I attended my first ever TED event and it was a jam-packed day filled with highlights in the fantastic new Cobo Center Riverfront Ballroom. Kudos to the program organizers on providing something for everyone from Poetry to Politics to Photography to Passion to Pancreatic surgery to one seriously Pissed off reporter. And that was just the “P’s.” The following are five talks that left a strong impression on me at TEDx Detroit 2013:
1. Asia Newson – Super Business Girl
Ten-year-old Asia explained she wanted to make her own money so she started a business called Super Business Girl making and selling candles. Asia’s smile and energy were infectious. But her entrepreneurial vision for the future gave us great hope for the revitalization of Detroit. Leaving the stage to a standing ovation; nobody held a “candle” to Asia Newson.
2. Stephen Roginson – Nano Beer Co.
In his presentation, Stephen romanced the common language of beer. He provided the audience with a history of the beer business focusing on the craft beer boom in Michigan.
3. Greg Gage – Co-Founder of Backyard Brains
When I was younger I wanted to be a brain surgeon. Now after 27 years in the advertising business, I’ve abused the phrase “it’s not brain surgery.” Greg Gage came to the stage and made graduate-level neuroscience approachable for the TEDx Detroit audience, just as he does for primary school students. Greg’s demonstration with South American cockroaches helped me understand the sounds of brain spikes.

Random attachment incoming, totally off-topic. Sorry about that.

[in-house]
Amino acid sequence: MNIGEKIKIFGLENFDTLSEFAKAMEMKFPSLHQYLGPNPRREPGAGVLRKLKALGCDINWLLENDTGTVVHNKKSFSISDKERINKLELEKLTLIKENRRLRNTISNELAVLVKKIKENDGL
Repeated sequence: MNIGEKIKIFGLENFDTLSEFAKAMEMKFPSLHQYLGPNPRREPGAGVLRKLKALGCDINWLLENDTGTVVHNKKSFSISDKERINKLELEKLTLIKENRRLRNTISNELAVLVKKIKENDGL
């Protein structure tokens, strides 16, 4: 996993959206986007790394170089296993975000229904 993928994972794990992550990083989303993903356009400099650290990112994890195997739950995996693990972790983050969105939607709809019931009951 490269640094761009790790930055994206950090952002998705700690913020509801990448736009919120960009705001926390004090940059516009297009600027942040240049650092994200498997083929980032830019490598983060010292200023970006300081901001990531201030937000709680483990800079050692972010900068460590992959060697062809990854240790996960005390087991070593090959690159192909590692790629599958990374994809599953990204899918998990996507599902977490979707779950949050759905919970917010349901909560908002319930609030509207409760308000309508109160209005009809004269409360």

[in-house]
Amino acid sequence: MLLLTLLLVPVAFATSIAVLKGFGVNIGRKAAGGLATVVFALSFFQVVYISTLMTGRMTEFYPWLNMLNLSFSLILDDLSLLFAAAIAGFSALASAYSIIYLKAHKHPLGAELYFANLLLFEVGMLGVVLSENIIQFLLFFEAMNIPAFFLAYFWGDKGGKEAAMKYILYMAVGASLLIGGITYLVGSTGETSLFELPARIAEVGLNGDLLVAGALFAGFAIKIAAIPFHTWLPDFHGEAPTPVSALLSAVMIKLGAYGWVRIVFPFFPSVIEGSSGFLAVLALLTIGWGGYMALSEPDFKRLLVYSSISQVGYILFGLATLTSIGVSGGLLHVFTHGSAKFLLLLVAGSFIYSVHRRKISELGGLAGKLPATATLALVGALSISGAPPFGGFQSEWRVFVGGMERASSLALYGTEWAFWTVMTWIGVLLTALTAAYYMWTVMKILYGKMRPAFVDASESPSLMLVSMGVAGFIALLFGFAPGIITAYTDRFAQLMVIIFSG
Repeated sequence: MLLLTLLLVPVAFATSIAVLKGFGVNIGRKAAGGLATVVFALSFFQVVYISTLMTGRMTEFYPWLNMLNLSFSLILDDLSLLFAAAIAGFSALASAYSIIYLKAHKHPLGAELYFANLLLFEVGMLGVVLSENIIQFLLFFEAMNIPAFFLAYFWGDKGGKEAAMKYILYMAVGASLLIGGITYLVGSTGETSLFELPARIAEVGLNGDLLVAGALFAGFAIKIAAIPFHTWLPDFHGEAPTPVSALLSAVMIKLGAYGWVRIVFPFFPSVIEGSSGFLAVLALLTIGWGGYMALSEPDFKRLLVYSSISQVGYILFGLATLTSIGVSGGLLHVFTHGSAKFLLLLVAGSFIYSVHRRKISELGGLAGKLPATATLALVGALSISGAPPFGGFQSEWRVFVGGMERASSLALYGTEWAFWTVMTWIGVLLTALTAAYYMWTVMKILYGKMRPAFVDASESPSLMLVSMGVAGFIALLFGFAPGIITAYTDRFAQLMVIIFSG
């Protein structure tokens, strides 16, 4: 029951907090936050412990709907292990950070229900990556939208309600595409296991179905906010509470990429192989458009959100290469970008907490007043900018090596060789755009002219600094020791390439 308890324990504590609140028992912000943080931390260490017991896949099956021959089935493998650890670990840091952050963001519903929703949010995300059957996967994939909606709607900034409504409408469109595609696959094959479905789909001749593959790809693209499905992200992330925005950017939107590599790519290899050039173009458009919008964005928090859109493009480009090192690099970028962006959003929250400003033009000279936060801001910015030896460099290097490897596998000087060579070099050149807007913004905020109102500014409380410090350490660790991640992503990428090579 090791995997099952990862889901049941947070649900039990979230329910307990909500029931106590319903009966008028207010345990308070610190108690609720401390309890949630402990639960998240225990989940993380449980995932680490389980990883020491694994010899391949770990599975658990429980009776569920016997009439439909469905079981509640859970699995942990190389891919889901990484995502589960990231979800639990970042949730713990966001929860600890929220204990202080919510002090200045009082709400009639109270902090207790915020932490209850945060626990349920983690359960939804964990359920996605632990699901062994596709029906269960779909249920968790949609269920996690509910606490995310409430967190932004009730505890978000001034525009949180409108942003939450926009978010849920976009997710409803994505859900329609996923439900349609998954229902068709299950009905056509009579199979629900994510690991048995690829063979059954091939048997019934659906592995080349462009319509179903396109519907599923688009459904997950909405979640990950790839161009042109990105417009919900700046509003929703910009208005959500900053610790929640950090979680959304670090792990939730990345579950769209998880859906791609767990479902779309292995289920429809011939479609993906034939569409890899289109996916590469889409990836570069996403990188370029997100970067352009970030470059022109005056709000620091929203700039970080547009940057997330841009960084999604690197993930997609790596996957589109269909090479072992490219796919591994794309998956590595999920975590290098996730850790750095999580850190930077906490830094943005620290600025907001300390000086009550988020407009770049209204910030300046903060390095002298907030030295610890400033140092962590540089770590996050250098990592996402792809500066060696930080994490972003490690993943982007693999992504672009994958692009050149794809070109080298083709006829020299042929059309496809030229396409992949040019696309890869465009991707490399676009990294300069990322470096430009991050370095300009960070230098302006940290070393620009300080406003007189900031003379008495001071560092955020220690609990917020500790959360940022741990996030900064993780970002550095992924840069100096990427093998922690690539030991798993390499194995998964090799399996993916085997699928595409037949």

4. Jason Hall of Detroit Bike City
I’m a runner, but many of my colleagues are serious cyclists. Jason talked about how their group ride Slow Roll grew from 103— which he thought was every cyclist in Detroit—to over 1,500 people every week. This rolling community has grown into an annual bike show and a network of individuals who are getting physically fit while helping our city get fiscally fit.
5. Jacques Panis ─ President of Shinola
Bikes and watches, both made in Detroit. Both by the same company. I seemingly can’t pick up a magazine without seeing a story about Shinola. I was really interested in Jacques’ story about questioning how things are made, what’s made, where they’re made, and who makes it. Amazingly, Detroit became an answer to many of these crazy questions.
A special mention to the band My Pal Val who created a great sound. These five individuals selected represented a lineup of over 30 presenters who delivered on the promise “Ideas Worth Sharing.” I look forward to TEDx Detroit 2014.
Jamie Michelson, President